Front view and as you can see, its long! I laid it out lengthwise on our long table but it looks boring as heck. I did my best with lighting  but.....  here's the back view:

A close up of the hem and ladder stitching  which I enjoy doing. Good thing too as it take a long time !

There appears to be a line warp wise on the right side.... but its an illusion.   No threading error but where three ends were sleyed together right at the point and stayed together !

So what went wrong?  Everything appeared fine when I took them from the loom but when I flipped them over, random rows on the back side had skips.  Sometimes not all the way across, and some times over so many inches. Not sequentially like a treadling error.   That I could blame on the Megado's  compu-dobby but not this time.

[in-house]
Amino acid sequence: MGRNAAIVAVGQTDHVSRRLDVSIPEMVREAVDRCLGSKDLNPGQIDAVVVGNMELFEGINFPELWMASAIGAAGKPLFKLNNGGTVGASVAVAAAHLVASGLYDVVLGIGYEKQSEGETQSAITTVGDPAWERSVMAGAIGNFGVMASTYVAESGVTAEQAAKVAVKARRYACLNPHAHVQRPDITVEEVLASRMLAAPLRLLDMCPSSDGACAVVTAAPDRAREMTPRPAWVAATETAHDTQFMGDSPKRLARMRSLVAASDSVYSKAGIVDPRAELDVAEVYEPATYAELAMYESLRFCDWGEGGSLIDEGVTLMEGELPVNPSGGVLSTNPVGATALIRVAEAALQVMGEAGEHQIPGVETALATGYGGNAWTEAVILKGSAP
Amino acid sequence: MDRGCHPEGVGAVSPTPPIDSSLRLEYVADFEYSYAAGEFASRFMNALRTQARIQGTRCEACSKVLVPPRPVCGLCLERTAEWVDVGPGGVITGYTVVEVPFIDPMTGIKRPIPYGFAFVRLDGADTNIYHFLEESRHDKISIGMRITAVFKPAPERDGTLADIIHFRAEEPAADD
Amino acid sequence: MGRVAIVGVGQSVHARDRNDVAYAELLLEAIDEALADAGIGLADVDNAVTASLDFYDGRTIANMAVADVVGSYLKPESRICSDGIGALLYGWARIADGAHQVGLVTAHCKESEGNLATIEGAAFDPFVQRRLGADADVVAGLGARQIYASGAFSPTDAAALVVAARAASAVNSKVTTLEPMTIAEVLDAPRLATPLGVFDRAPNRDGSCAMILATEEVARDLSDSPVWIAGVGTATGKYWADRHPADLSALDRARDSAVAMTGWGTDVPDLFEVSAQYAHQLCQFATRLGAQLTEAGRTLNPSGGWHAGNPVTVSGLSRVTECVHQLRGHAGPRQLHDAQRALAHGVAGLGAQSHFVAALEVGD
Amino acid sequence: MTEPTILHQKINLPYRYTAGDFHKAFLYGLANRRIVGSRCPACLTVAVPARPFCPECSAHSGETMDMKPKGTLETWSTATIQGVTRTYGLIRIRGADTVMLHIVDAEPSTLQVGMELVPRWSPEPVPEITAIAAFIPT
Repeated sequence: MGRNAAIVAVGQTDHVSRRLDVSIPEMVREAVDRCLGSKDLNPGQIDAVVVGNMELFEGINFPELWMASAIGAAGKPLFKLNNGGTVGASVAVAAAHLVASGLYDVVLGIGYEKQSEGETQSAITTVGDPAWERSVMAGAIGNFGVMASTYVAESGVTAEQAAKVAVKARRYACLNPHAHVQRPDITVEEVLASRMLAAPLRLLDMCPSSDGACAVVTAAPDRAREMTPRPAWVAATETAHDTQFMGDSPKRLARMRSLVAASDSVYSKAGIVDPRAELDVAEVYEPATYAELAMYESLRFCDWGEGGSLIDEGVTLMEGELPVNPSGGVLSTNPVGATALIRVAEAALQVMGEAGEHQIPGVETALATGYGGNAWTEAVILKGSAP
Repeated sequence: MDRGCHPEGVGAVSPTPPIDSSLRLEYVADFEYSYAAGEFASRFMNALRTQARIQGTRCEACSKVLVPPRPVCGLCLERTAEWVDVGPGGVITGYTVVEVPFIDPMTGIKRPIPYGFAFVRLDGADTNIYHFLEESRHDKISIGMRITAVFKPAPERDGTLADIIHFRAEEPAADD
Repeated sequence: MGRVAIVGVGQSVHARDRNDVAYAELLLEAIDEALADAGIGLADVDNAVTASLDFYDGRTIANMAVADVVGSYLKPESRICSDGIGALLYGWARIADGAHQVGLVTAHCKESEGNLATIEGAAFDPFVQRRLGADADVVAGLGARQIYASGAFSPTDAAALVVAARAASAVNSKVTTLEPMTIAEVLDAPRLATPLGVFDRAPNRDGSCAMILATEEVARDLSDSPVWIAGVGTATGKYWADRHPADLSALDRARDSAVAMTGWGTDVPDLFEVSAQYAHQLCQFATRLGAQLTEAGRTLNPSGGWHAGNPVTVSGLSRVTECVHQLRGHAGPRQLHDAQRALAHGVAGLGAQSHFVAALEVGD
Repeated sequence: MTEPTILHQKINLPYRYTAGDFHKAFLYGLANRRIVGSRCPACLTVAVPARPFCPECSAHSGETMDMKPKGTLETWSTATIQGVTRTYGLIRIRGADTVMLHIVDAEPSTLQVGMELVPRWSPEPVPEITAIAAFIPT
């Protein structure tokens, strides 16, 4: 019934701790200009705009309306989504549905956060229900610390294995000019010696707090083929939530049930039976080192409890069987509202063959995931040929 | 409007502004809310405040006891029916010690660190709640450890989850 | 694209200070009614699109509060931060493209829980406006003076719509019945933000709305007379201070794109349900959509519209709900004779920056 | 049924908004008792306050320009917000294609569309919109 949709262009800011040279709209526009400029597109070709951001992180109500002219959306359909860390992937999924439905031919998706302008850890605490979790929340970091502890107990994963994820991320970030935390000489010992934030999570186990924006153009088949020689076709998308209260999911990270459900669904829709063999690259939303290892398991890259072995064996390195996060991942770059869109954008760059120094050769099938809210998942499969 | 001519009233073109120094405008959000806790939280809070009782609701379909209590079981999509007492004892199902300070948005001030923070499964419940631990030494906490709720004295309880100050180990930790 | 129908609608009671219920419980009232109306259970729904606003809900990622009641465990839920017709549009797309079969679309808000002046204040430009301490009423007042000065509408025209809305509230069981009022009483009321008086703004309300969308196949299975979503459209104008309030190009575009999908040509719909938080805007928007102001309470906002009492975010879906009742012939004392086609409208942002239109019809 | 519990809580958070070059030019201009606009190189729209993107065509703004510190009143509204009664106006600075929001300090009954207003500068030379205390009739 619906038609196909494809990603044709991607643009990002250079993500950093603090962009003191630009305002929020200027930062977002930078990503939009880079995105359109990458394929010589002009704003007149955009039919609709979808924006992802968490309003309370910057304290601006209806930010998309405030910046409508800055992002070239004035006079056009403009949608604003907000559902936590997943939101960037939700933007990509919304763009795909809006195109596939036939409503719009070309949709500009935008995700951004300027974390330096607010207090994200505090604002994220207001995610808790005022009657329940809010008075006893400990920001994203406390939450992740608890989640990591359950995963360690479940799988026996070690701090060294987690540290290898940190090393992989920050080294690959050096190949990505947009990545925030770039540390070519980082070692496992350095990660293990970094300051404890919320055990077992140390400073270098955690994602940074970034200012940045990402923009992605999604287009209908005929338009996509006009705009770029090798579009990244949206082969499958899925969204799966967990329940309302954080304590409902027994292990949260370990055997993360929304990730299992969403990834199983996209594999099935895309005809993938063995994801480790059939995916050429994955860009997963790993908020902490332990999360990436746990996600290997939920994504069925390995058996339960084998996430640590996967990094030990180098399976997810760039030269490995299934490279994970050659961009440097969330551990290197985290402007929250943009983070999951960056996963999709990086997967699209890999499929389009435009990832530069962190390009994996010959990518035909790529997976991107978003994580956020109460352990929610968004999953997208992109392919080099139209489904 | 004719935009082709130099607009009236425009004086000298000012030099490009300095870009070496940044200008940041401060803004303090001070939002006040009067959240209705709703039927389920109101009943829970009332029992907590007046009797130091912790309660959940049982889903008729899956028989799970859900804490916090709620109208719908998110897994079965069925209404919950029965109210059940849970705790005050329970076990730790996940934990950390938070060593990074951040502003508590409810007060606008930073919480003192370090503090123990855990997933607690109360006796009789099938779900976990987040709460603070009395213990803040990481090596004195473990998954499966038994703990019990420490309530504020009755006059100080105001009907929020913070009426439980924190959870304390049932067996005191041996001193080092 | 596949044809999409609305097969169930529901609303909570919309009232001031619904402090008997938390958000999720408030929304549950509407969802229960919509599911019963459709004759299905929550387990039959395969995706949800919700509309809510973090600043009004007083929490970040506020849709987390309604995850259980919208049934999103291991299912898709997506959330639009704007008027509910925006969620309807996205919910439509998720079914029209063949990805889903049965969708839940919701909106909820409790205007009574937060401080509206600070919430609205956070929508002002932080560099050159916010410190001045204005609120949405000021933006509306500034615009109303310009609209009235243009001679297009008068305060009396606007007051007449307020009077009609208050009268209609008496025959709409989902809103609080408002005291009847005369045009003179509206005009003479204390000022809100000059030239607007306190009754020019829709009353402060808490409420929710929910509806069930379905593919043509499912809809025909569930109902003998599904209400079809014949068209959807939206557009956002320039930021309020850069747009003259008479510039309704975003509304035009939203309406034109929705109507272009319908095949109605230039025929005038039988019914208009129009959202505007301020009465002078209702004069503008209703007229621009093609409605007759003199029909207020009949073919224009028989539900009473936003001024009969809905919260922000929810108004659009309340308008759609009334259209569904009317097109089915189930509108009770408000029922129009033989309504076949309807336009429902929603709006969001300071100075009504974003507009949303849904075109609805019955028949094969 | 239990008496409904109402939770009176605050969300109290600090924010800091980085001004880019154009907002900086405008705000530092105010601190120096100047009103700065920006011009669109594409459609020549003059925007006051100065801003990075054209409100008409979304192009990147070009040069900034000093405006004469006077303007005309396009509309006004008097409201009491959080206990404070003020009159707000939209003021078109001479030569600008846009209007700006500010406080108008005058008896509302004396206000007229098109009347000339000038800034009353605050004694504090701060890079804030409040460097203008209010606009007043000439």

The front look just fine but on the reverse there were these random skips.   The sett and my eye sight meant I wasn't the least bit interested in trying to needle weave a fix. That, plus the many rows that needed to be done never even made that an option for me.

So I folded them up and they sat in a 'time out' pile while I thought things through.    Eventually I decided that they are fine if you view them one side only..... and be honest about the flaw.    Not everyone is  obsessed with perfection as some weavers are. (Yes that was hard to say as test administrator!)

So what caused this issue?   I found myself giving the loom side eye and not feeling the love anymore.    Which is silly as its a tool, a great big tool and issues are either mechanical or computer related.    The pattern of skips were too random to be a computer glitch so I started to look at mechanical issues.